Let’s see the contents of these two.

smbclien //friendzone.red/general

We have some credentials in the ‘general’ share.

Let’s grab them. And continue our way in Development share.

And we don’t seem to have anything in Development.

Let’s upload our php-reverse-shell here as well.

I uploaded the shell here as well, just in case.

Let’s see what credentials we got from the ‘general’ share.

Okay, so we have admin credentials.

Initial Foothold

Let’s try these credentials in the admin portals that we have.


Let’s first use it on administrator1.friendzone.red

Login Done!

It tells us to visit the dashboard.php

Okay so it says that we have a beginner developer and image_name parameter is missed.

Also gives us the default parameters. Let’s try that.


After doing some enumeration I found out that timestamp is affecting the last numbers and image_id is for the image.

The thing to notice is that timestamp has the parameter name ‘pagename’

So, I think that there are some webpages that it’s refering to.

Let’s try changing that to login. Since we had the login page before we successfully logged in and got to the dashboard.

It says wrong!

Let’s change it to dashboard and see if the dashboard is appended again below this page.

And it did.

But putting dashboard.php, it does nothing but by giving dashboard only it appends the dashboard again. It means that the backend script is appending the ‘.php’ for us.

I tried loggin in to the other admin portal but it says that it’s broken. And we don’t have anything interesting on the gobuster either.

So I think that somehow we need to append our uploaded php reverse shells here.

By doing a lot of enumeration and hit and try. I didn’t find anything. It’s very frustrating at the moment.

Wait… The share of File in the SMB actually gave away the location /etc/Files.

What if the location of general and Development share are also /etc/general and /etc/Development too.

Since I have uploaded a shell in Development let’s try doing a directory traversal.

It says connection refused. It means that my php shell got executed but since i was not listening for the connection the connection got refused.

Let’s start a listener.

rlwrap nc -lvnp 8080

Let’s refresh the page again and see if we get a shell.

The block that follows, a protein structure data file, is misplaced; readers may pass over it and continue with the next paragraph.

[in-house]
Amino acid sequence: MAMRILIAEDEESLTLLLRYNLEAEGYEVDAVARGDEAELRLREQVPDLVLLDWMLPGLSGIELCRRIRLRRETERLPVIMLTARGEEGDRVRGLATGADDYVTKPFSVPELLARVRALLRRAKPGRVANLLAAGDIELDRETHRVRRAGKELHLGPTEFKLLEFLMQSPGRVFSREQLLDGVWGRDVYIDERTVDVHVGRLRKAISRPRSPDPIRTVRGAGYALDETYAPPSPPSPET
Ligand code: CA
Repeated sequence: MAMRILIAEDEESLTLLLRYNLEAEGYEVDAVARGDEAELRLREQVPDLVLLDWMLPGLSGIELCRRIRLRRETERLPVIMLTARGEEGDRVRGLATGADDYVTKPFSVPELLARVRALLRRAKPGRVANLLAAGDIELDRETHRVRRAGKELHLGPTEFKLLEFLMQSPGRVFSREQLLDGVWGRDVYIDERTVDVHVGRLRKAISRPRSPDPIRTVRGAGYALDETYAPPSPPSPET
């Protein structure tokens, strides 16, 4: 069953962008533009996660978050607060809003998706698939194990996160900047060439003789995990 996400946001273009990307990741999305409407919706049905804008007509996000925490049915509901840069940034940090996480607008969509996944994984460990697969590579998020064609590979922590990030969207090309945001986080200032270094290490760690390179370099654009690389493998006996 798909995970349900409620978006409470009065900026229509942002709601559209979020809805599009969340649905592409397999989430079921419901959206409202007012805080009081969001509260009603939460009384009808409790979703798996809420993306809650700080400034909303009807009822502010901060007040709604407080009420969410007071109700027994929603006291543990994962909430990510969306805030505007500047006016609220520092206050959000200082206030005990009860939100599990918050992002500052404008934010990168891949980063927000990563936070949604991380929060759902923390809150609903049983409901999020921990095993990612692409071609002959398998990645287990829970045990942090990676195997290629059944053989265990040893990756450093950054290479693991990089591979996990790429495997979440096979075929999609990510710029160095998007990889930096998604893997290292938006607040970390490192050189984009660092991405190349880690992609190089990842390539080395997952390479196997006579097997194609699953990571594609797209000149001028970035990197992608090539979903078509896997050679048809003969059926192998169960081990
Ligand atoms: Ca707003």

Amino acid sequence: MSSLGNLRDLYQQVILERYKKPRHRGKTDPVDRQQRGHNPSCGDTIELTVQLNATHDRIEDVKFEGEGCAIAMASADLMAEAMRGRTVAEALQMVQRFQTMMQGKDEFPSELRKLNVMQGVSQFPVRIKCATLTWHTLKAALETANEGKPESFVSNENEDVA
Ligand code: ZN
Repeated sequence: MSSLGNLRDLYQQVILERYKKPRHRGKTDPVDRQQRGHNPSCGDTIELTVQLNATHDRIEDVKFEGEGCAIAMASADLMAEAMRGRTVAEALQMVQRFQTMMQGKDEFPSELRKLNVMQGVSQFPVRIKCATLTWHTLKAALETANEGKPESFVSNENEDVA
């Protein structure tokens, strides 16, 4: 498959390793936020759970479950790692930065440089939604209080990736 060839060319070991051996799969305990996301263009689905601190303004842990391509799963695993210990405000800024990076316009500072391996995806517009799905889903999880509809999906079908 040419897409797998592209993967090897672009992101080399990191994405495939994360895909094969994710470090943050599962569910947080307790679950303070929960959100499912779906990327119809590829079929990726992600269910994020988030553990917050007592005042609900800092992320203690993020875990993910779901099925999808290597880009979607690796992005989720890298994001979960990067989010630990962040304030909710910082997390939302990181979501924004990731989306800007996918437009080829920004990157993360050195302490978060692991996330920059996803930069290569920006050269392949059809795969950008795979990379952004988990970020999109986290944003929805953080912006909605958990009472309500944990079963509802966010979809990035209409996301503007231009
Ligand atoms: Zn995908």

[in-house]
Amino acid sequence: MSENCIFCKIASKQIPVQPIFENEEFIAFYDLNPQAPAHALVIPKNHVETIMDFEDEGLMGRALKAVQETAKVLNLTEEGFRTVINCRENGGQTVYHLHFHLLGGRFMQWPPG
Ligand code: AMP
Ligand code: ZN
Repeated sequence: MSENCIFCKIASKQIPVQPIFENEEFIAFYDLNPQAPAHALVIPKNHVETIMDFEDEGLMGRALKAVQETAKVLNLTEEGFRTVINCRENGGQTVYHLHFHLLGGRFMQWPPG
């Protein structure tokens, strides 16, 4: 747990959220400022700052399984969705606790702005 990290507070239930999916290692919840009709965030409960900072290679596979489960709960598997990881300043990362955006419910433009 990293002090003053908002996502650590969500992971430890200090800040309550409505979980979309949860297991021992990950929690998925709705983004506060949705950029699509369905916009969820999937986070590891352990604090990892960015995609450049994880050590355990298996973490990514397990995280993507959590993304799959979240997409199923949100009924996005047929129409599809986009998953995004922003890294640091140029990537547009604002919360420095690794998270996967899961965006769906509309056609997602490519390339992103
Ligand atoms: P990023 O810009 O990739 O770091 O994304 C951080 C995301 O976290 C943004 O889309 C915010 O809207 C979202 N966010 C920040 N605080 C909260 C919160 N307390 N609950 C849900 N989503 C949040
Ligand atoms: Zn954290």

And we did get a shell.

Privilege Escalation

Okay, first thing first. Let’s see what users we have on the box.

cat /etc/passwd

Okay, so we have a user friend and obviously a root.

Let’s try if we can use any commands with sudo.

sudo -l

No tty present.

Let’s upgrade the shell.

python -c 'import pty;pty.spawn("/bin/bash")'

Let’s try again.

sudo -l

It asks for a password. So we don’t have anything here.

Let’s look for SUID files.

find / -perm -u=s -type f 2>/dev/null
SUID files

I don’t think there’s anything unusual here either.

Let’s see if we can access user ‘friend’ home directory.


And we can… We also have the user flag here that we can read and submit.

.bash_history file is leading to /dev/null which means we have nothing there either.

Let’s run LinEnum script and see if it can give anything. I will assume you already know how to upload scripts to the target. I am uploading it in the /tmp

Let’s run it.

Couldn’t find anything by running LinEnum.

Let’s try Linpeas.

Couldn’t find anything exploitable on linpeas either.

There’s another tool ‘pspy’ for unprivileged Linux process snooping. It can be found here.


Let’s try that.

(Note: My HackTheBox pwnbox was having issues so I turned on my VM and connected the VPN)

By uploading and running that. It showed me a script that’s running.

If you look at the UID, it is 0. Which means that root is executing it. And if you look at the time, it tells us that this script runs after every 2 minutes.

Let’s check that out.

Seems like it’s not doing anything. Just printing a line.

But if we look at the start of the script we can see that it’s importing os.

And if we look at the results of our LinPeas.

This os.py is writeable by everyone.

Now if we overwrite this os.py and put a reverse shell in it, maybe we could get a root shell when root runs reporter.py.

Let’s do that.

I am gonna create a python reverse shell on my attacking machine, upload it and then append that to the os.py.

Let’s upload it and append it to os.py. After that we will be listening for connection back on port 4242.

And we have a root shell!

I gotta be honest. This was a tough one. :)